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57 Year-Old Joins Massachusetts Army National Guard 
57 Year-Old Joins Massachusetts Army National Guard 
The Adjutant General of Massachusetts, Maj. Gen. Joseph C. Carter (left) and Maj. Martin Lesser of Holyoke Mass., pose for photographs following Lesser’s appointment as a medical officer in the Massachusetts Army National Guard, Jan. 11, 2009. Lesser, aged 57 years, received a waiver so that he could join the Guard. (U.S. Air Force photo by Senior Airman Eric Kolesnikovas)
By Senior Airman Eric Kolesnikovas, Massachusetts National Guard Public Affairs 
MILFORD, Mass. - It’s never too late to serve.

Dr. Martin Lesser of Holyoke, Mass. proved that fact as he was sworn into the Massachusetts Army National Guard on January 11, 2009, at the age of 57.

Lesser was born in 1951 and grew up in a public housing project in Brooklyn, N.Y. He graduated from the New York College of Osteopathic Medicine in 1988 with a Doctor of Osteopathic Medicine Degree. He performed his internship at Coney Island Hospital from 1988 to 1989 and completed a family practice residency at the Catholic Medical Center of Brooklyn and Queens from 1989 to 1991. Lesser moved to Western Massachusetts in 1992 and opened his own family practice in Holyoke.

“For the last sixteen years I've been a solo family practitioner in Holyoke and I've always been a military wannabe,” said Lesser, whose father and uncles served during World War II. He said he had always aspired to serve his country, and is now getting his chance.

So about one year ago when Lesser met Joe Guerriero, a retired U.S. Army lieutenant colonel who is now a healthcare recruiter for the military, he was glad to have a conversation with him. From what was first expected to be just informal military “chit-chat,” Guerriero’s message came off as very profound and serious. He told Lesser that not only there were serious shortages of physicians in the military, but the need was so great they would likely grant him a waiver for his age so that he could enlist. Lesser felt that the armed forces had given so much, he had the choice of continuing to be an observer from the sidelines or of making some small sacrifices and adjustments so that he could respond to his country's need. In the end his choice was very easy.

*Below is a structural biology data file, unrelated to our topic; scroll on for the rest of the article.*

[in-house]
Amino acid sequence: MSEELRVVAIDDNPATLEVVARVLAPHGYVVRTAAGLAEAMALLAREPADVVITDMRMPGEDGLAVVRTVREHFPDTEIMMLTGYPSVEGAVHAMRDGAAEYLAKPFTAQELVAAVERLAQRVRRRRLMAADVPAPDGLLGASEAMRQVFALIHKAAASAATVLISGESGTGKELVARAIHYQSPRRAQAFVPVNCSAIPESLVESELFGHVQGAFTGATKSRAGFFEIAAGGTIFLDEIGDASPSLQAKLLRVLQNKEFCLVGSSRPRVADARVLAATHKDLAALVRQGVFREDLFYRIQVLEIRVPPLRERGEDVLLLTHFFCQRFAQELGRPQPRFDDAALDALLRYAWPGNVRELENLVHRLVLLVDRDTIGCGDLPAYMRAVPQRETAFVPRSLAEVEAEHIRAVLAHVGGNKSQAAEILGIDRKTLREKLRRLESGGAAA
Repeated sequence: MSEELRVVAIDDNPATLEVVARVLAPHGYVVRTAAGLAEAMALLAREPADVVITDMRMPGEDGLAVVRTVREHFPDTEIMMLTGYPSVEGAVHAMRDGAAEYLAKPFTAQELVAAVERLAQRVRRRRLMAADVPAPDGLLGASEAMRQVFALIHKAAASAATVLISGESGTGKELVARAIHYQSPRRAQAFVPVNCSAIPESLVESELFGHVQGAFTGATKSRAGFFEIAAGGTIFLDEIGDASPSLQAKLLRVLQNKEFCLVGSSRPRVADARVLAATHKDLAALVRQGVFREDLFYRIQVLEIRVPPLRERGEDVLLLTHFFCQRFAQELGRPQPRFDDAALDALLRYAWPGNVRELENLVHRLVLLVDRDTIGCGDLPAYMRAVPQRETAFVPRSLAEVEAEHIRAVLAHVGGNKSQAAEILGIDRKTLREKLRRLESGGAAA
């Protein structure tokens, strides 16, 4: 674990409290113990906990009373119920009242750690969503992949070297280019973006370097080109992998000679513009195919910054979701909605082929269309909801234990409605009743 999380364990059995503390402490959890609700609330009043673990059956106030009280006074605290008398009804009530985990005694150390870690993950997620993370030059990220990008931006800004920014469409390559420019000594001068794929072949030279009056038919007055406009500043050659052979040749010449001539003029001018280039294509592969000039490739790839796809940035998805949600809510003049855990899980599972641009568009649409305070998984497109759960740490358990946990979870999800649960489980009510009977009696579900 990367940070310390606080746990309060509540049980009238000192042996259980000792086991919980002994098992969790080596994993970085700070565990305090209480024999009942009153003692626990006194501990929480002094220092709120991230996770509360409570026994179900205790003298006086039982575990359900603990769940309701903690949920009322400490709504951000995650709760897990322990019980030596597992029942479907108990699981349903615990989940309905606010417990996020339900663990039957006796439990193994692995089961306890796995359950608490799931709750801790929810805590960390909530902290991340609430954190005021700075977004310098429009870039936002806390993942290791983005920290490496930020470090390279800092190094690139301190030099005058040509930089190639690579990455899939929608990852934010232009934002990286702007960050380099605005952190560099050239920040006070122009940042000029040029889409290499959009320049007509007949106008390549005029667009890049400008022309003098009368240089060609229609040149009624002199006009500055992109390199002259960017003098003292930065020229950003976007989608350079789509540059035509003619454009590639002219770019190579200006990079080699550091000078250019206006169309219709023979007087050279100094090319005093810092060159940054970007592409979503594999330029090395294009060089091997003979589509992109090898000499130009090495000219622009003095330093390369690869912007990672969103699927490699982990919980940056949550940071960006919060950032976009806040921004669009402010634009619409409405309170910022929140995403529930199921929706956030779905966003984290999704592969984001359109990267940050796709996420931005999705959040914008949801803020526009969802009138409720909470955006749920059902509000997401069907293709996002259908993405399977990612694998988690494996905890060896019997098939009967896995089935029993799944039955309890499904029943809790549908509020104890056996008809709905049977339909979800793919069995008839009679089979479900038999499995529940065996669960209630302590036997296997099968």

Lesser was appointed at the rank of major because of his advanced education, internship and residency training, and professional experience. During his medical career, he has provided hospital care, emergency medicine, critical care and newborn care.

He is scheduled to attend formal military education designed to train newly commissioned medical officers to function effectively in their first duty position. The first phase will be conducted through distance learning, while the second phase will be conducted as a 25-day resident course.

Lesser will continue to be a primary care physician at his practice in Holyoke, with a very large volume of patients of all ages, including many from the military. While he is away at training or other military duty, he has well-established network of doctors that will help him take care of his patients in Holyoke.

Lesser’s wife, Joan, is a mental health provider in Holyoke and a professor of social work at Smith College in Northampton, Mass. He has a son, Eric, 23, and two daughters, Rebecca, 20, and Julia, 14.

The Army National Guard is seeking healthcare professionals in general dentistry and physicians in the following specialties; orthopedic surgery, family practice; emergency medicine; and internal medicine. If you are a medical professional and would like to find out more information about joining the Massachusetts Army National Guard in the medical field please contact: Chief Warrant Officer 2 Andrea Couture at andrea.couture@us.army.mil or (508) 962-5072;
Staff Sgt. Brooks Johnson at brooks.johnson@us.army.mil or (774) 930-7770; or visit  http://www.1800goguard.com/explore/medical/